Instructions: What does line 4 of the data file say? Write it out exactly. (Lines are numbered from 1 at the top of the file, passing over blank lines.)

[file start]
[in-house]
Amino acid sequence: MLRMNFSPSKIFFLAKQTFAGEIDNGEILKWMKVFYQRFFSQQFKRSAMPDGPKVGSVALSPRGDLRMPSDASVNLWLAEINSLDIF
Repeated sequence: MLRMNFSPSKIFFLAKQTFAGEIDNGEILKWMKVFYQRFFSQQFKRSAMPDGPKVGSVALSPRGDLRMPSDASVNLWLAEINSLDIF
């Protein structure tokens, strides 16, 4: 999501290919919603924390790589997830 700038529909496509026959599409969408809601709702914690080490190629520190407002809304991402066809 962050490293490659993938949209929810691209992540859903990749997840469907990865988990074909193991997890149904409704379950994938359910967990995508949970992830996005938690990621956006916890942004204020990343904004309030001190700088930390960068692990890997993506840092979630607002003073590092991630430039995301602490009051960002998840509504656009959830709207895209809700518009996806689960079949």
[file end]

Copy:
């Protein structure tokens, strides 16, 4: 999501290919919603924390790589997830 700038529909496509026959599409969408809601709702914690080490190629520190407002809304991402066809 962050490293490659993938949209929810691209992540859903990749997840469907990865988990074909193991997890149904409704379950994938359910967990995508949970992830996005938690990621956006916890942004204020990343904004309030001190700088930390960068692990890997993506840092979630607002003073590092991630430039995301602490009051960002998840509504656009959830709207895209809700518009996806689960079949």